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New Sappho and Digital Forensics: Technology in the Service of Scholarly Integrity
Sunday, November 15, 2020 @ 2:00 pm - 3:00 pm EST
Professor C. Michael Sampson,, University of Manitoba.
Sappho, the enigmatic Greek poet from the Island of Lesbos, was praised for her poetic style and ridiculed for her supposed immorality even in antiquity. Subject to controversies about her life, her family, and of course, her sexuality, her poetry continues to be a focus of fascination and study. Her work survives almost entirely in small but precious fragments.
In 2014 a surprise announcement that two new fragmentary poems preserved on papyrus had been discovered, one of which was five stanzas long, made international headlines and excited scholars around the world. Soon thereafter, however, details of the discovery began to raise eyebrows: the provenance of the fragments—their origins, acquisition, and ownership history—were all very murky.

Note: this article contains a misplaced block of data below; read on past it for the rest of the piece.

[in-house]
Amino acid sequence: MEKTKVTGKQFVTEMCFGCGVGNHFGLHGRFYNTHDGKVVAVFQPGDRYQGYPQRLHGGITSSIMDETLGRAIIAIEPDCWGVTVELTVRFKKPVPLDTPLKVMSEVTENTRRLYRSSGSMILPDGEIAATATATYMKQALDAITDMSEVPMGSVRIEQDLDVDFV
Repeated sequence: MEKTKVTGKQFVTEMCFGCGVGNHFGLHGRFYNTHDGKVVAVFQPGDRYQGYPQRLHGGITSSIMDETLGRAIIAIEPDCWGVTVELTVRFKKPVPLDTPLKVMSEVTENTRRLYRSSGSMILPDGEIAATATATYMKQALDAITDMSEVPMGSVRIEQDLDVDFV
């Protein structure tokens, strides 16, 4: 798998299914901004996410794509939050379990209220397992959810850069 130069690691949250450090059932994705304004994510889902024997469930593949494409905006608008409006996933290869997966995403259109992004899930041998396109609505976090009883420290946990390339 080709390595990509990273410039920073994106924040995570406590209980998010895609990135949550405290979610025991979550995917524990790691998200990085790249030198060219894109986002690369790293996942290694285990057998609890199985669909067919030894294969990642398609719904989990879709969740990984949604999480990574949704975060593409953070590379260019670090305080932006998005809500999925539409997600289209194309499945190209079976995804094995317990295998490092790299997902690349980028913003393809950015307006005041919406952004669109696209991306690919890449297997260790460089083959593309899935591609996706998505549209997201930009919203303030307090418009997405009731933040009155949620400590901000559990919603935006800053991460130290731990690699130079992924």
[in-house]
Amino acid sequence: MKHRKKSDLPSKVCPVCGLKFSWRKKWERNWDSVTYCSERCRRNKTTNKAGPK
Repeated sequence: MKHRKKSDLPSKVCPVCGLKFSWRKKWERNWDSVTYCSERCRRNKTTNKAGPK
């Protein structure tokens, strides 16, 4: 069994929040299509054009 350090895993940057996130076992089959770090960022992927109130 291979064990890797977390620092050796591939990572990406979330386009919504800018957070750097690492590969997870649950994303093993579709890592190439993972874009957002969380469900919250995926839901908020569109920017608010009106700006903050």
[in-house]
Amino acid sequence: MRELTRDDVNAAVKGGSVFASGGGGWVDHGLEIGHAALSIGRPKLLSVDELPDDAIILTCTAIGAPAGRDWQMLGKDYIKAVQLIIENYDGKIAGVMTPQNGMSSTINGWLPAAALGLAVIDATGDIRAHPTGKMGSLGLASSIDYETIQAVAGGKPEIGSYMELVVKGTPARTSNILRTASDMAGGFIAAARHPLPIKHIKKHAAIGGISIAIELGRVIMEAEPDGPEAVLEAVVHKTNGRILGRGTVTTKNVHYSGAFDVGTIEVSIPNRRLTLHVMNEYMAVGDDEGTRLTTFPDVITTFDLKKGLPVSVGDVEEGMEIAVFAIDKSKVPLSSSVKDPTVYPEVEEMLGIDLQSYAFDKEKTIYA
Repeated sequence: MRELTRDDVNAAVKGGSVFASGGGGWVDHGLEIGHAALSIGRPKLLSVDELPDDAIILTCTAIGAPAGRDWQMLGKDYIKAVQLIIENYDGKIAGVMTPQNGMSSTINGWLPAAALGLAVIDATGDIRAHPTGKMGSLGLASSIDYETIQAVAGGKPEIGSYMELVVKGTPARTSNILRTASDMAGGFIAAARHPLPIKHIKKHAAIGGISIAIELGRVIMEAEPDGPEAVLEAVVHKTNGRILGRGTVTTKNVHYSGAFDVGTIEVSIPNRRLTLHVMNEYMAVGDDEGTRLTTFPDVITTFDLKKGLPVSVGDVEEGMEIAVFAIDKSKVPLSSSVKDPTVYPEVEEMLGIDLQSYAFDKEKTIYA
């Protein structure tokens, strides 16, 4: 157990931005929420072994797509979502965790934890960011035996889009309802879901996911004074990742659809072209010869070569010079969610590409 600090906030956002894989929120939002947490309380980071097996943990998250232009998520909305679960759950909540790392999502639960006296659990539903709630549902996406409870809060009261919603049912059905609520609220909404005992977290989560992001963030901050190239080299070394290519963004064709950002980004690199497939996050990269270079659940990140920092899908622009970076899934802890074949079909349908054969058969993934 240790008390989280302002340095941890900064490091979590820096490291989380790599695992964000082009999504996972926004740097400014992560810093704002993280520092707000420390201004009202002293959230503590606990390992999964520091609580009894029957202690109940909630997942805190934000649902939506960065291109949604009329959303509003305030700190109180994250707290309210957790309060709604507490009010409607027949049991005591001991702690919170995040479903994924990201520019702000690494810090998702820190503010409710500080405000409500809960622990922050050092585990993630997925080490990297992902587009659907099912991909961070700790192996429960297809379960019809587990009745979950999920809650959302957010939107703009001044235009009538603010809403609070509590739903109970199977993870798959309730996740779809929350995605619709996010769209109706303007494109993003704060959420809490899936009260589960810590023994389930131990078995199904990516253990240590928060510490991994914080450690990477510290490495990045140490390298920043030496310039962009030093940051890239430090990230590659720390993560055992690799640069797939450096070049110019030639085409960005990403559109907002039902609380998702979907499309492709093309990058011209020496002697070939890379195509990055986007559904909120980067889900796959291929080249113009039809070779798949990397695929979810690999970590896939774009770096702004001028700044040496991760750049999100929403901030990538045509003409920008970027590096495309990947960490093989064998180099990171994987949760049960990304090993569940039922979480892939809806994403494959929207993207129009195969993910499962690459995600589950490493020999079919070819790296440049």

Research has subsequently shown that the history of the fragments is entangled in the sensational allegations, featured repeatedly in major media outlets since 2019, of the removal of and illicit trade in Oxyrhynchus papyri from the collection of the Egypt Exploration Society at Oxford.
Professor Sampson is Associate Professor, Faculty of Arts, Department of Classics at the University of Manitoba. He obtained his PhD from the University of Michigan, his MA from Dalhousie University and his BA from University of King’s College.